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Preet Bharara Picks on Small Fry Again

Preet Bharara, United States Attorney for the Southern District of Small Fry

Preet Bharara, the US Attorney for the Southern District of New York filed a civil complaint last Fall against Bank of America and Country for fraudulent sales of garbage mortgages to Fannie Mae and Freddie Mac. It’s a civil fraud complaint, not a criminal indictment. When the original complaint was filed, Bharara’a office said that it might be amended to add individual defendants, and now we see who that is, yet another minion, not a CEO. Now we have an amended complaint naming one human person, Rebecca Mairone, as a defendant. She was the Chief Operating Officer of the Full Spectrum Lending division of Countrywide.

The Rules of Civil Procedure require that a complaint alleging fraud “…must state with particularity the circumstances constituting fraud or mistake.” The amended complaint should meet that requirement; it is full of particularity. In 2007, the private market for resale of mortgages dried up. The only loan purchasers were Fannie Mae and Freddie Mac, which are called Government Sponsored Entities (GSEs). They began to tighten their requirements for purchase of mortgage loans. That tightening was reflected in the documents governing purchase of loans, which means that Countrywide knew that the standards were tighter.

Countrywide had focused on subprime loans, but the GSEs weren’t buying those any more. Countrywide responded by increasing its efforts to originate prime loans. As part of that program, it established the High Speed Swim Lane to move those loans through the acceptance process. The acronym HSSL was quickly converted to the more telling “Hustle”. The complaint allegesthe steps taken to speed up the process. Among other things,

1. Layers of quality control were removed; staff was required to close a loan a day, and could not leave until they had done so;

2. The compensation structure was changed to award bonuses solely based on speed, while quality of loans was irrelevant, in that bad loans did not undercut the bonus;

3. Inexperienced people were given authority to approve loans, again with bonuses based on the number approved:

4. Countrywide used a system called CLUES for inputting loans and getting a preliminary assessment of viability. It turns out that you can reenter the data over and over until you get an acceptance; and the complaint alleges that this was regularly done.

As a result, material defects increased to nearly 40%, far in excess of the industry standard defect rate of 4-5%. Countrywide executives, including Mairone, knew this.

The Amended Complaint asserts that Countrywide knew all this and intentionally concealed it from the GSEs as it sold the loans to them:

103. Well aware that its defect rates drastically exceeded the industry standard, Countrywide concealed them from the GSEs with the knowledge that the GSEs would not conduct any meaningful review of the loan files for many months.

There was a fear that internally generated reports of material defect rates would threaten the sale of Countrywide to Bank of America. Countrywide aggressively worked to reduce material defects by paying its quality control people bonuses based on rebuttals. This process was an open door to further fraud. For example, the allegation that a borrower’s stated income was unreasonable could be rebutted by arguing that it made sense. Paragraph 107. That caused the reported material defect rate to drop from 37% to 13%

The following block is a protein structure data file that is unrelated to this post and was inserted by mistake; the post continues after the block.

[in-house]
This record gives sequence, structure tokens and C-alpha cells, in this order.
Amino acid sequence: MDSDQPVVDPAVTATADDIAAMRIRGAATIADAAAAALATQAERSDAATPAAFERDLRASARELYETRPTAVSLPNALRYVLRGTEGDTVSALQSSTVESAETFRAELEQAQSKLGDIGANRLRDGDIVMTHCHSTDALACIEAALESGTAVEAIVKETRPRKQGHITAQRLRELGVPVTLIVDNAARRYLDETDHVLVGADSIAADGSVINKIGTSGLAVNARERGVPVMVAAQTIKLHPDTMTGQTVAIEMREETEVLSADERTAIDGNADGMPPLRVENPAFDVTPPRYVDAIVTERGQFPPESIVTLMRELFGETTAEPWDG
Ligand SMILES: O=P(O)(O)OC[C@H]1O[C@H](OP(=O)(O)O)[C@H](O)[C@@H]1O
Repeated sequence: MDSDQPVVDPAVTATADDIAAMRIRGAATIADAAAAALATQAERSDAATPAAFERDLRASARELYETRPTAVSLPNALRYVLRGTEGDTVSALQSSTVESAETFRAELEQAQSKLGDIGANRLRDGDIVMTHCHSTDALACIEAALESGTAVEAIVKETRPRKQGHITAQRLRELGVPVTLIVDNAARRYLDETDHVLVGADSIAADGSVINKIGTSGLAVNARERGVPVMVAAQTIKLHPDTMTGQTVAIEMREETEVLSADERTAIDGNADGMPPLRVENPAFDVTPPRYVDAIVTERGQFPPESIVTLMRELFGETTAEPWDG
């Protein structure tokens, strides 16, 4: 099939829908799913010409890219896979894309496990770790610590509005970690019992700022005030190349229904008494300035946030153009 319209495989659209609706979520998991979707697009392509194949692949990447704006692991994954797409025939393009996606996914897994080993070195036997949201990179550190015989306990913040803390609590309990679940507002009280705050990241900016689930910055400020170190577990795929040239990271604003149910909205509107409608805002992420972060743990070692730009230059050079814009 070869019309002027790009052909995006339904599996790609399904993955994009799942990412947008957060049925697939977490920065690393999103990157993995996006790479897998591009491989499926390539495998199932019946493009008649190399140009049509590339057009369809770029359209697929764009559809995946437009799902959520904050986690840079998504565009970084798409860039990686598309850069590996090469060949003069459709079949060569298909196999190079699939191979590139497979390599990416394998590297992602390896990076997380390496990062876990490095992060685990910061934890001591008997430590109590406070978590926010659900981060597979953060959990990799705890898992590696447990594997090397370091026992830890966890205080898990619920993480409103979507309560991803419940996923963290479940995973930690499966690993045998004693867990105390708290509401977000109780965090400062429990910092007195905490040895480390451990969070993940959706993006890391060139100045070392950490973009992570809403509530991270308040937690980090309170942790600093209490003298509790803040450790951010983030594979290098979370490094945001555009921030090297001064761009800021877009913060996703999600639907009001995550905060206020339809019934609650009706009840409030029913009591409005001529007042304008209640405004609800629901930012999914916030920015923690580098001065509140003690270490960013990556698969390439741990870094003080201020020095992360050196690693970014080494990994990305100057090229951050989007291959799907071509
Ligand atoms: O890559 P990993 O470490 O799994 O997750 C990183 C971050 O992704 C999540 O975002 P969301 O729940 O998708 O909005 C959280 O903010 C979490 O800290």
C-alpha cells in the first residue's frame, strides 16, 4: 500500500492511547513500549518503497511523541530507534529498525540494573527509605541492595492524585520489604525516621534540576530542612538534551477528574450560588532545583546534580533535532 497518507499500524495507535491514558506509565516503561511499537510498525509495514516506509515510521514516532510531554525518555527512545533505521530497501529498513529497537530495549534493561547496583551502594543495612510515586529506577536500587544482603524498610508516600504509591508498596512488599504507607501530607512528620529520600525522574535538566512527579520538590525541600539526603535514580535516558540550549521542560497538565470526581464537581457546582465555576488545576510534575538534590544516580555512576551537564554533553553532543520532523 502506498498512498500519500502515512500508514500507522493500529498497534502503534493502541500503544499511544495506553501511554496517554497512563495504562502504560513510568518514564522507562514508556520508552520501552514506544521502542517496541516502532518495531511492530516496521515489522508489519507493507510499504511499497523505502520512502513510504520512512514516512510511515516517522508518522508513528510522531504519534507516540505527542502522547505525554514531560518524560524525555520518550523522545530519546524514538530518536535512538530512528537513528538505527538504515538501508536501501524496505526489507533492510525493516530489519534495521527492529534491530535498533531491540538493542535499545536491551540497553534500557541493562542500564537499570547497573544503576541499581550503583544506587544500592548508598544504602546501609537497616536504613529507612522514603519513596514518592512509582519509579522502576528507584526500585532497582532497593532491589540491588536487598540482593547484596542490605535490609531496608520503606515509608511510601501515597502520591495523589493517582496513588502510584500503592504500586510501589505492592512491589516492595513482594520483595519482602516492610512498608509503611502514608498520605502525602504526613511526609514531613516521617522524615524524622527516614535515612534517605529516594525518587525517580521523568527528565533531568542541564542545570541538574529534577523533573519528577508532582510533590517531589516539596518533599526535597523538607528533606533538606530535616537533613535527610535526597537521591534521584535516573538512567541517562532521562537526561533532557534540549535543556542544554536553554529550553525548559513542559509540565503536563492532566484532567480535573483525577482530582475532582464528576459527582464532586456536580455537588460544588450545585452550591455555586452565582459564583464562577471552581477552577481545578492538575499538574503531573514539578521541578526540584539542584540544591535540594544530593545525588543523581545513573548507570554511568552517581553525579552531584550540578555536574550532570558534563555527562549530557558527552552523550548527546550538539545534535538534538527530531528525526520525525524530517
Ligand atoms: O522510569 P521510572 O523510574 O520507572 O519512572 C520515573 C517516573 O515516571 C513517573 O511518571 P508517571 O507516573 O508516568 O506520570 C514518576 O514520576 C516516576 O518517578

The Complaint alleges that Countrywide misrepresented that its loans met the requirements of the GSEs for purchase. It gives six examples of bad loans, describing the misrepresentations in detail. The government says that Countrywide and Bank of America intentionally thwarted the mortgage repurchase process by refusing to repurchase loans after material defects were uncovered, usually after a default on allegedly specious grounds. The GSEs incurred about $14 billion in losses on loans it demanded that Countrywide repurchase.

In summary, a nice complaint, replete with detail and explanation.

Here is the claim against the bank defendants:

219. For purposes of fraudulently obtaining money from the GSEs, from at least 2006 through 2010, the Bank Defendants knowingly, or acting in deliberate ignorance and/or with reckless disregard of the truth, executed a scheme and artifice to defraud, using interstate mail carriers and interstate wires, in violation of 18 U.S.C. §§ 1341 and 1343. Specifically, the Bank Defendants knowingly, or acting in deliberate ignorance and/or with reckless disregard of the truth, originated loans in violation of GSE guidelines; concealed the Hustle model and the resulting defect rates on Hustle loans; and sold loans originated under the Hustle model to the GSEs while knowingly, or acting in deliberate ignorance and/or with reckless disregard of the truth, misrepresenting that they complied with the guidelines.

The statute of limitations for a criminal violation is 10 years, but as we all know, there are no criminals on Wall Street, only greedy people. The worst part is that once again we see the lowest possible person get the blame. It is inconceivable that others in the management group, both above and below Mairone, were unaware of these facts. Yet only Mairone is sued; Angelo Mozilo, the principle in the company is walking with all his money and all his reputation intact.

Preet Bharara is mentioned as a possible replacement for Attorney General Eric Holder, if Holder ever agrees to leave. His supporters point to his cases against Wall Street, mostly insider trading, and the favorable press they generate, like this cover of Time Magazine. This amended complaint shows once again why Wall Street will cheer the guy on. He hasn’t done anything to anyone who counts.

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